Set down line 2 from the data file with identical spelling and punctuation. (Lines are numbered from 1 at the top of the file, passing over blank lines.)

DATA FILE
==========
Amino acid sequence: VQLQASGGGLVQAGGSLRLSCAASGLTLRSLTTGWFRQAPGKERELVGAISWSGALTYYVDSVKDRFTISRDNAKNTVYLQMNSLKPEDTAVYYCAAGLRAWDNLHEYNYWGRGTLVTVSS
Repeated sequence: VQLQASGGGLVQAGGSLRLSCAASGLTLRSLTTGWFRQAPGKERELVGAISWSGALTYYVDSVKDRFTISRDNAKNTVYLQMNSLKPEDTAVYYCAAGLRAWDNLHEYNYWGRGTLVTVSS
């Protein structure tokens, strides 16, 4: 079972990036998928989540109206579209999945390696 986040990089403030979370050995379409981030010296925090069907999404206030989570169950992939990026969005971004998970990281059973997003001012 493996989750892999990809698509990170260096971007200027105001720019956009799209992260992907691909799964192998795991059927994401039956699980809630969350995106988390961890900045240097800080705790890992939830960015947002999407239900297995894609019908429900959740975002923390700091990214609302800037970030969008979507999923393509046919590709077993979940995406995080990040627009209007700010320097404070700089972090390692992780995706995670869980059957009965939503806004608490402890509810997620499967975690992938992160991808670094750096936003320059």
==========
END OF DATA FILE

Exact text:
Repeated sequence: VQLQASGGGLVQAGGSLRLSCAASGLTLRSLTTGWFRQAPGKERELVGAISWSGALTYYVDSVKDRFTISRDNAKNTVYLQMNSLKPEDTAVYYCAAGLRAWDNLHEYNYWGRGTLVTVSS